It was only a month ago when the stock market erased a year's worth of gains in a matter of days. America was threatened by an economic infection from weakness in Europe and China. Ebola had come to the United States. Energy prices were falling, taken as a sign of lower demand thanks to economic strains. Remember?
Economies and business don't swing on emotion, but the stock market can, especially in the short-term. In the month since the S&P 500 shed 5 percent in a week, the business of America has continued growing, unabated. Hundreds of companies have reported quarterly financial results in the meantime and a significant majority of them had a good quarter.
The third-quarter earnings season winds down in the week ahead. Only a handful of the 500 companies making up the S&P 500 stock index are left to report. Among those on the calendar represent a cross-section of modern Amer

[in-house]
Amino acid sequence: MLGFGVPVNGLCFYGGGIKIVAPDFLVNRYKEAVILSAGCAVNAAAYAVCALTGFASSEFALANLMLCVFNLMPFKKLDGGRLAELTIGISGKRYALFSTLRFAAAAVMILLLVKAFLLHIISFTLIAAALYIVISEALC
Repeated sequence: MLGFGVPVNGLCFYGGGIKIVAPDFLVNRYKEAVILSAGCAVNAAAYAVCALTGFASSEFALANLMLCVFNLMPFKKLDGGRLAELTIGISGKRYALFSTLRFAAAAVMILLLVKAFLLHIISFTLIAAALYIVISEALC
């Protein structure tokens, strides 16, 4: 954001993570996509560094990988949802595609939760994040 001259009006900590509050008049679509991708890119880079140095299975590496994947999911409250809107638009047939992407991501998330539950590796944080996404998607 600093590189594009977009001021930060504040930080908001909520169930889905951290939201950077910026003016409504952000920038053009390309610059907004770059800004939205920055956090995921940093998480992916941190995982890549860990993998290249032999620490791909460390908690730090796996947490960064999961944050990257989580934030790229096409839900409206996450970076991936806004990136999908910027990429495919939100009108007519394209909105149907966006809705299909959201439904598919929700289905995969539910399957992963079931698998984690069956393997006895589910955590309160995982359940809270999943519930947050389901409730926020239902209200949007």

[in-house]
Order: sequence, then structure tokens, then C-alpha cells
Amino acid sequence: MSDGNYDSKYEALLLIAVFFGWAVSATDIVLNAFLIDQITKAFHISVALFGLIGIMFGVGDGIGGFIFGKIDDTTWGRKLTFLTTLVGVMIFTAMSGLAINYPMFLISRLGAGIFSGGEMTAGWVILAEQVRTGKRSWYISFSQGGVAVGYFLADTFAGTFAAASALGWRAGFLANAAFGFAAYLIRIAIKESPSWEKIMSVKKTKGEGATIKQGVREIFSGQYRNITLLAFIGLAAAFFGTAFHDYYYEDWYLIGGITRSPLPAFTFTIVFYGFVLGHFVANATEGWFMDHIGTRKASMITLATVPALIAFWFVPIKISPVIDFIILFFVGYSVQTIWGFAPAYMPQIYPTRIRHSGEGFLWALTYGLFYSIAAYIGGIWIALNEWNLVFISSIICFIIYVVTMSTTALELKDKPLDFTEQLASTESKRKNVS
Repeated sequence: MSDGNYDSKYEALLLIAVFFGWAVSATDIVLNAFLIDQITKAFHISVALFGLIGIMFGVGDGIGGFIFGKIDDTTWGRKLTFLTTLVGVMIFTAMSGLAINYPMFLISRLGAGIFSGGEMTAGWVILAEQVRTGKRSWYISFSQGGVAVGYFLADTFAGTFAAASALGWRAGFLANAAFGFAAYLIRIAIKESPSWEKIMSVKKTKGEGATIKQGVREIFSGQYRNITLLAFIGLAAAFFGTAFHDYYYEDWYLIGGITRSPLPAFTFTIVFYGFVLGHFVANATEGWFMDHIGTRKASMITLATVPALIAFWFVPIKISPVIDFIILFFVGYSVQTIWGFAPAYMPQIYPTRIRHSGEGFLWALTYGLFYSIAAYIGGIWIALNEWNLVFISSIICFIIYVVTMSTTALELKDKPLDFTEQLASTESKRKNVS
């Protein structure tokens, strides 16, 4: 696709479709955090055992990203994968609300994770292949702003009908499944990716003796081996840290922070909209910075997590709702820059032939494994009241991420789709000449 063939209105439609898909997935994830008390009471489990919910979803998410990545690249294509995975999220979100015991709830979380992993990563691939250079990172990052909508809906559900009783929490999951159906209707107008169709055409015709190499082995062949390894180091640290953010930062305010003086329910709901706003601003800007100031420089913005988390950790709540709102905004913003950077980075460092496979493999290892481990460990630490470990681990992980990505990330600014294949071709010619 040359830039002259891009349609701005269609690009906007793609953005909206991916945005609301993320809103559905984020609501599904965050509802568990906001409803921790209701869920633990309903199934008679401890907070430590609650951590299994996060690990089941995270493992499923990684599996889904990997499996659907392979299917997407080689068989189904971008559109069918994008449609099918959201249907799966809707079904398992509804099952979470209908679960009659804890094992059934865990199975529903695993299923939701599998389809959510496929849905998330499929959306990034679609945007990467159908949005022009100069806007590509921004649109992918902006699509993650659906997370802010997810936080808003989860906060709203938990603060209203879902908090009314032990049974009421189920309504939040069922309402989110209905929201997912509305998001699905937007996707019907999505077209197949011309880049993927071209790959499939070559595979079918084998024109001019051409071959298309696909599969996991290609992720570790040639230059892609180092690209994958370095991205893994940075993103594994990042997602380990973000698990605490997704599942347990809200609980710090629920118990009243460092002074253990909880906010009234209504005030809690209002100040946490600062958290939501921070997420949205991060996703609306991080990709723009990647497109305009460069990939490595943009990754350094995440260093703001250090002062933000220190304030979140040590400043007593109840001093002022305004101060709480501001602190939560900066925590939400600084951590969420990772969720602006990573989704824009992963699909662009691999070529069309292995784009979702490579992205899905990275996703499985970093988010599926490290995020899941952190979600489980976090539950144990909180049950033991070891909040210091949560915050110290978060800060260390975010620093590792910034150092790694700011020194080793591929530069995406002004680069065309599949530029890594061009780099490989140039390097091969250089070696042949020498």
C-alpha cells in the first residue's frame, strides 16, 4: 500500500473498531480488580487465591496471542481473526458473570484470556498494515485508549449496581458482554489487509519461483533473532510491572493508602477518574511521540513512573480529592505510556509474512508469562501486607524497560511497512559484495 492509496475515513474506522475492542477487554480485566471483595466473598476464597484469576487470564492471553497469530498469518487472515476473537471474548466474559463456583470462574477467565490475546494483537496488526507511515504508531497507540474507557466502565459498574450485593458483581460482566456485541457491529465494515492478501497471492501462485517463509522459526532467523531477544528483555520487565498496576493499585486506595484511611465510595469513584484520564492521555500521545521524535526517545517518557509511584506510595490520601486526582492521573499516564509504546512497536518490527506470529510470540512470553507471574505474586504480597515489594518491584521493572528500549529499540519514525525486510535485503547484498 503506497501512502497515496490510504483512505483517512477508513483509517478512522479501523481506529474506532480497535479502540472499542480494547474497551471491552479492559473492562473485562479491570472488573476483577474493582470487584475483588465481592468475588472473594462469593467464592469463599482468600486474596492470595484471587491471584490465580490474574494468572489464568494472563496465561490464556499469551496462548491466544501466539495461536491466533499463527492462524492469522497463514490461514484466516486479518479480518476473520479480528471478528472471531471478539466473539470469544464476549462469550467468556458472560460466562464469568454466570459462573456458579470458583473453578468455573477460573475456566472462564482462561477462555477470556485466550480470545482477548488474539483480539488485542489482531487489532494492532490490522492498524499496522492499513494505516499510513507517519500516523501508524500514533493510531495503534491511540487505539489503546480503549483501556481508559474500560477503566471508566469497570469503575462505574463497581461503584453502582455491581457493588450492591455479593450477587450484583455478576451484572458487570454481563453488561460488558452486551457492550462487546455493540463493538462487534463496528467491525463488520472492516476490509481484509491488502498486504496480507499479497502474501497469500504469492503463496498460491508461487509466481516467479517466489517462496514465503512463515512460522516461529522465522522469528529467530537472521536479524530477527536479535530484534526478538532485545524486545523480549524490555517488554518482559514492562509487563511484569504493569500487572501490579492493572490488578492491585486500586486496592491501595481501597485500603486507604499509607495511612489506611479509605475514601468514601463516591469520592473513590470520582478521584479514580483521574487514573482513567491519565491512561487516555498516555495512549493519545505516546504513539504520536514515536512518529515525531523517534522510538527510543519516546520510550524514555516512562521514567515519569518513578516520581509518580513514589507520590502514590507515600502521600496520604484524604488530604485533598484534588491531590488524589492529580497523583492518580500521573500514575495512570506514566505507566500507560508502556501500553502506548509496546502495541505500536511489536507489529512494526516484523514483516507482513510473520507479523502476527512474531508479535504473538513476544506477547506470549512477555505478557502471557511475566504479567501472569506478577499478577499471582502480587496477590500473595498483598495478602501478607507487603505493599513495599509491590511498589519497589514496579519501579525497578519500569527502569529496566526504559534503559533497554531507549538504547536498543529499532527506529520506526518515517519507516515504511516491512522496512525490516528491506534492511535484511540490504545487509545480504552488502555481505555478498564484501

ican business: homebuilder D.R. Horton, technology firm Cisco Systems and retailer Wal-Mart.
Companies have become more conservative with their financial forecasts, and that bares attention for investors. However, the caution generally has not been driven by economic fundamentals, but rather issues such as a stronger U.S. dollar or company-specific challenges. GE, JP Morgan and Nike all have expressly called out the U.S. as a bright spot for their businesses.
Each earnings report tells an individual story, but woven together the corporate profits point to a growing, albeit uneven, environment for long-term investors.
Financial journalist Tom Hudson, who hosts "The Sunshine Economy" on WLRN-FM in Miami, can be followed @HudsonsView.